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enumerator is live!

Around two months back, my good friend and fellow compatriot of the OSCP program Erik (@Maleus21) had an excellent idea - come up with a way to automate multiple manual tasks in order to trim some time off of the enumeration process during the OSCP exam. It was also a chance for him to learn Python. Fast forward a week and he had a working solution. It did the job it was supposed to and he learned a lot along the way! I used it during my exam and while I was working through the exam, I decided that I wanted to build on the excellent work Erik had already done with enumerator. I had big plans, and after the stress of the exam passed, I decided to fork enumerator and put those plans into action.

The task of automating the information discovery phase of a pentest is typically one of the first things a pentester with drive and desire will work to create. In fact, there are plenty of such scripts floating around to freely use! The issue present in many of these solutions are that they are very much tied to a specific configuration and are not easily portable to other environments, let alone other platforms. To a seasoned pentester or developer, this is a non-issue; it's trivial to work around these setbacks. However, that still takes time, and sometimes time is a luxury not always alloted us. My goals for enumerator were:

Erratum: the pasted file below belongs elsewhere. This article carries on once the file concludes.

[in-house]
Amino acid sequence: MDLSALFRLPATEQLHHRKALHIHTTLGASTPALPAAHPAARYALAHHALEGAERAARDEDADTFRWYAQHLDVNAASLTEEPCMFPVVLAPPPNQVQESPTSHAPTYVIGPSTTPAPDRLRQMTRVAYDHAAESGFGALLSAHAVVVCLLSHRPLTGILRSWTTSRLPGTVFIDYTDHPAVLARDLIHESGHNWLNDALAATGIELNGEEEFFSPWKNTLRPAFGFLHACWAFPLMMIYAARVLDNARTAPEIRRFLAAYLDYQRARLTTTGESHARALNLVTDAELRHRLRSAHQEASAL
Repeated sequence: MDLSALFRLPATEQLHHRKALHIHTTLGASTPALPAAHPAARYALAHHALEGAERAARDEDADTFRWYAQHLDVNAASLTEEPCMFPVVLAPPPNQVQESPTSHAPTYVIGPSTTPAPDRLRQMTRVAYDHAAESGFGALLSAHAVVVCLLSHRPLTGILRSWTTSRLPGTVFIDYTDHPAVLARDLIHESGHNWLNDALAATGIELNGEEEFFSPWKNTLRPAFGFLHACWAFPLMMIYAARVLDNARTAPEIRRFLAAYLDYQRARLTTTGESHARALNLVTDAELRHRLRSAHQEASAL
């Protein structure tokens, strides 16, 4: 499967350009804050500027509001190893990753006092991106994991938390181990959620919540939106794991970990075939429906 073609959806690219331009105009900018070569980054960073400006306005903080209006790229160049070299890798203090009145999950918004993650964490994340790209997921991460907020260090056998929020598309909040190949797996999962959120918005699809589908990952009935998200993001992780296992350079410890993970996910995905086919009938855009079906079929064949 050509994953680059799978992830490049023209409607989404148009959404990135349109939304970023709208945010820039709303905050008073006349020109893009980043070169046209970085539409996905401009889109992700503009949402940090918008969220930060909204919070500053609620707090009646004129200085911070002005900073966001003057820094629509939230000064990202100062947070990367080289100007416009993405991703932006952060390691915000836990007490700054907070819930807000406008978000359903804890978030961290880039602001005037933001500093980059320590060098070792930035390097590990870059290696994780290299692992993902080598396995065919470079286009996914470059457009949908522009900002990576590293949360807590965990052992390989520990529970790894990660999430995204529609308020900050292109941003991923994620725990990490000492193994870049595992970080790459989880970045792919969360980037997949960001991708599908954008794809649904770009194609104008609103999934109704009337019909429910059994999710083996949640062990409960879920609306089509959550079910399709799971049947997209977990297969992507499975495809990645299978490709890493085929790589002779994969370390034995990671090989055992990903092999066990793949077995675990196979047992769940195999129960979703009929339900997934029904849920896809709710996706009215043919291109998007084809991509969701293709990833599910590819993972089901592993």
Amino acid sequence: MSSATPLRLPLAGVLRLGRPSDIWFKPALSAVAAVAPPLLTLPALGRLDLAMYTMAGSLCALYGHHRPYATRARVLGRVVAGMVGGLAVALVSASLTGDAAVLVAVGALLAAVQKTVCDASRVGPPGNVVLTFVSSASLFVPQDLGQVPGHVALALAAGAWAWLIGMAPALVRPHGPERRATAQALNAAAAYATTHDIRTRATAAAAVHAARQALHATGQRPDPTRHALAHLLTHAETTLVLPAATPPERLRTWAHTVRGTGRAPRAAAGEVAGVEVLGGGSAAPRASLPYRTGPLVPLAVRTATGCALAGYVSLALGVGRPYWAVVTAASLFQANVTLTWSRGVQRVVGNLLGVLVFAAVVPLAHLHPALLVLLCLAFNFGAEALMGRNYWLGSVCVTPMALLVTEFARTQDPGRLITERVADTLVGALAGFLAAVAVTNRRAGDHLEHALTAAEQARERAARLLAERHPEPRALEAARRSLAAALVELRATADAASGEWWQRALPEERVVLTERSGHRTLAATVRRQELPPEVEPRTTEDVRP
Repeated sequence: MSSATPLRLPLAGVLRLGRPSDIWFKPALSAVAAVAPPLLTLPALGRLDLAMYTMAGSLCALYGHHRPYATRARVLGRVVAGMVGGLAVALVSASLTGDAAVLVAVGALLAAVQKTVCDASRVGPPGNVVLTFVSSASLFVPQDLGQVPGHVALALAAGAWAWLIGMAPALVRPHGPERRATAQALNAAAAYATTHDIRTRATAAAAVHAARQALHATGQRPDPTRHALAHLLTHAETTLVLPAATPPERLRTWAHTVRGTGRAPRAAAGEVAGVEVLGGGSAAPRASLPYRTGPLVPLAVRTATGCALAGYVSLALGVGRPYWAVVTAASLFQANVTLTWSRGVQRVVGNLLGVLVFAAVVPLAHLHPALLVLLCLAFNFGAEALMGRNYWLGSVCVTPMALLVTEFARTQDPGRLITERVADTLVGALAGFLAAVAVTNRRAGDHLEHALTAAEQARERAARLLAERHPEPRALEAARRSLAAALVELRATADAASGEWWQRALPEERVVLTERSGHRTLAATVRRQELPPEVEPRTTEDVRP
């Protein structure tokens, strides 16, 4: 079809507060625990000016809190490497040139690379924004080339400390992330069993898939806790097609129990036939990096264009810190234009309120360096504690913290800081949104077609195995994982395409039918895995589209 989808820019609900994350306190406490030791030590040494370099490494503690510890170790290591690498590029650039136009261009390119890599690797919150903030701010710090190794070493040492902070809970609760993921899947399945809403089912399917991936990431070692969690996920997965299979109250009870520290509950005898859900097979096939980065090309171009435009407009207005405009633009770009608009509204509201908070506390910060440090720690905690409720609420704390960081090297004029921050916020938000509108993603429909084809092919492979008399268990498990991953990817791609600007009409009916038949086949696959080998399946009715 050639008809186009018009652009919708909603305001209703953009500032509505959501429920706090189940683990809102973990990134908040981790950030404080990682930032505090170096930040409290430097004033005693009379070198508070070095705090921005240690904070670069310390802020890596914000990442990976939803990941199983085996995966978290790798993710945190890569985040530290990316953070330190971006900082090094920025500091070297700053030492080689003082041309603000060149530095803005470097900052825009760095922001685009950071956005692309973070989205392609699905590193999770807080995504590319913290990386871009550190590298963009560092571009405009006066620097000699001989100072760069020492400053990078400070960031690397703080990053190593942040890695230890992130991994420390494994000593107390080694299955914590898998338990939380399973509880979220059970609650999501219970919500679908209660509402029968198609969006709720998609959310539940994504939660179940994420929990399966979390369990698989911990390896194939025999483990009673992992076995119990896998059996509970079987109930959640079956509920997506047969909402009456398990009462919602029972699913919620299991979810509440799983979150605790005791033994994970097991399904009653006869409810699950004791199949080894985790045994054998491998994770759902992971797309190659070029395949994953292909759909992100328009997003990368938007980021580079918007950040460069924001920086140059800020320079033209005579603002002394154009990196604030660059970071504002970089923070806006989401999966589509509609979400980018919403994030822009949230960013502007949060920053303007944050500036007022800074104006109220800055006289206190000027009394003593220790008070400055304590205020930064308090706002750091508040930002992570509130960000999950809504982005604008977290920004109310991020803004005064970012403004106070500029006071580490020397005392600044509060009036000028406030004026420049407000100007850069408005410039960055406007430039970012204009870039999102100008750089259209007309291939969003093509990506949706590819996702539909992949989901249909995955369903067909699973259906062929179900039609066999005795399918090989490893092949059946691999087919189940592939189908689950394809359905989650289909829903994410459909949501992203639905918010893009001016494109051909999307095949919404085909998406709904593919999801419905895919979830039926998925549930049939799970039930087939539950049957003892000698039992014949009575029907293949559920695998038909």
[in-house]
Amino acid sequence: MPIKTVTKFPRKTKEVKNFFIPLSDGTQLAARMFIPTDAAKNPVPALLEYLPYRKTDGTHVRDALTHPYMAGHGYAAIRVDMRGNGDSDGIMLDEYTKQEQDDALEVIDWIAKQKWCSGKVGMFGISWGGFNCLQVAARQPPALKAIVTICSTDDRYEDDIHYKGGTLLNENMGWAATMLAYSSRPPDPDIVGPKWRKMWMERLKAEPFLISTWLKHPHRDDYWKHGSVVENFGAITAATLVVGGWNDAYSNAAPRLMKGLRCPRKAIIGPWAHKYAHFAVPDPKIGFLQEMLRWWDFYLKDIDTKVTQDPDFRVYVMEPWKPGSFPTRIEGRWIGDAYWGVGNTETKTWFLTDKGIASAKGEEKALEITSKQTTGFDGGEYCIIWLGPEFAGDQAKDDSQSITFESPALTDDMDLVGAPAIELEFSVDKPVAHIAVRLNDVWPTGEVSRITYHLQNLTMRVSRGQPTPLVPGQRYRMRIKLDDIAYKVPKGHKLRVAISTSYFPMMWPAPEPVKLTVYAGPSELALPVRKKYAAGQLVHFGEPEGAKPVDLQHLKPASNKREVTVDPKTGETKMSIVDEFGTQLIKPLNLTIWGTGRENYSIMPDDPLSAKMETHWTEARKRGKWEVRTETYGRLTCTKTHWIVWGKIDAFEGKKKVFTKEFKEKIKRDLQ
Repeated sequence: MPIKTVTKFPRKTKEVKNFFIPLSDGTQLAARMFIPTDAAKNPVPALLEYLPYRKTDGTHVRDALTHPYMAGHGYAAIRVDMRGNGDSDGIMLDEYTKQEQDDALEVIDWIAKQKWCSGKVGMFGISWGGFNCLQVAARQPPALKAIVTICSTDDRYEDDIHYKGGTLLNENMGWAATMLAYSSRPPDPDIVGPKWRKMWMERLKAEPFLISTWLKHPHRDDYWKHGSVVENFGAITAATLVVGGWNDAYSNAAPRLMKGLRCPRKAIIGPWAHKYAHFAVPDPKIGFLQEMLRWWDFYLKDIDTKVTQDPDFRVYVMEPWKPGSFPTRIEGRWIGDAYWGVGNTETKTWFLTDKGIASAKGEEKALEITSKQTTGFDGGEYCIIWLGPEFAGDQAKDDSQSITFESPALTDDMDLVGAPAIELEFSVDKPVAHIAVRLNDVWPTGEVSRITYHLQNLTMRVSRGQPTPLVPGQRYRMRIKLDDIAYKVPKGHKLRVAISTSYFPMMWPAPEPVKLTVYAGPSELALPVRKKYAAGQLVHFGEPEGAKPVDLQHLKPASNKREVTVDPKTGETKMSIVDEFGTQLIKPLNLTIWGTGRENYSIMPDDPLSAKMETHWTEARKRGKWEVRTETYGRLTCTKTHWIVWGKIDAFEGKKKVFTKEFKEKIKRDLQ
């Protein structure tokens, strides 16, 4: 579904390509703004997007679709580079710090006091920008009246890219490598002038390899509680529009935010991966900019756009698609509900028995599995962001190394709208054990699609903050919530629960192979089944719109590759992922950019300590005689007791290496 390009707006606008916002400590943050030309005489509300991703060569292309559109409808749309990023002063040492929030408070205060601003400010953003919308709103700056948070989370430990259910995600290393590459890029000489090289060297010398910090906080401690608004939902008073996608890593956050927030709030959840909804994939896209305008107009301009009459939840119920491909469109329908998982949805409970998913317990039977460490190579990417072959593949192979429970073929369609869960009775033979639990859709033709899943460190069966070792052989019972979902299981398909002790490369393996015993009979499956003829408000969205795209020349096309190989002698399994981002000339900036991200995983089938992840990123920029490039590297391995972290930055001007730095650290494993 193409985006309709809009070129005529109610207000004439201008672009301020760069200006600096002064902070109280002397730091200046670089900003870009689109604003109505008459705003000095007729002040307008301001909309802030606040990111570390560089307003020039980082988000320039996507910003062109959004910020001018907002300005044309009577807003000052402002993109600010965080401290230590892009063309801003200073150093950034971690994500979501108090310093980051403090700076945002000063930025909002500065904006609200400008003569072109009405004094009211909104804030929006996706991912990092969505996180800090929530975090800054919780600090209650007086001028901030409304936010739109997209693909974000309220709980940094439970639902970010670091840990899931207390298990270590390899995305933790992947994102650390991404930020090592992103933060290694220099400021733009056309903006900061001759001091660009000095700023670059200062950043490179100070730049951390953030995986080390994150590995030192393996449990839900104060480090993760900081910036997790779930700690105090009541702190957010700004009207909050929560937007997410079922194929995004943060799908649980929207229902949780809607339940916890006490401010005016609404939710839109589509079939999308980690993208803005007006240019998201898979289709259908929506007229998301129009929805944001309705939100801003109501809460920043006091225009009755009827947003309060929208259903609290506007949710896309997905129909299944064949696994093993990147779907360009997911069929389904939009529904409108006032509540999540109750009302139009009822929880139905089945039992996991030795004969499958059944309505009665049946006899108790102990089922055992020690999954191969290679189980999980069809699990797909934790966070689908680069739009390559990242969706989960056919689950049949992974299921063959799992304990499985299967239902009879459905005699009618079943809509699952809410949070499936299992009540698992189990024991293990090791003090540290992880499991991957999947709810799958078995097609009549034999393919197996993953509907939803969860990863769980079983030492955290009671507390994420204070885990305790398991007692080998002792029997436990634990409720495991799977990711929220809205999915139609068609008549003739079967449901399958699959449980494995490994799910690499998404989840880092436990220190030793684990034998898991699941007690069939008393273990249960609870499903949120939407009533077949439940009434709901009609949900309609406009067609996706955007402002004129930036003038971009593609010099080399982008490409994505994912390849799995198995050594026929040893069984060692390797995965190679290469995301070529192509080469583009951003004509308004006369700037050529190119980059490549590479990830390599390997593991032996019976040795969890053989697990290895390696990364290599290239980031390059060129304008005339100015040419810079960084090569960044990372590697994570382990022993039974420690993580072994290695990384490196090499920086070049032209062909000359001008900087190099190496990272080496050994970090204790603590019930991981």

1. Make it fast.
  2. Make it portable/easily distributable.
  3. Make it dead simple to use without inspecting/modifying code.
  4. Make it easy to extend.

It took a few evenings to rewrite enumerator to accomplish all of these goals, but seeing the end result in action made it all worth it. Last night I published enumerator on PyPi (, and is up to almost 300 installs in less than 24 hours! Also, the process of installing and using this application couldn't be much easier, in my opinion! Of course, the work is not over, and there are so many more ideas I have to make enumerator even better! In the works are some more robust performance tweaks, more configurable options, useable runtime output and even report generation and some cool application integrations to just name a few!

All of this wouldn't have been possible without a solid starting point from my buddy Erik; he has some awesome ideas and has been putting his time to good use doing all sorts of cool stuff over at enumeraor is publicly available on my GitHub (, so if you find any bugs or can think of any features that would be beneficial, please feel free to either drop me a line or post it on the enumerator repository on GitHub!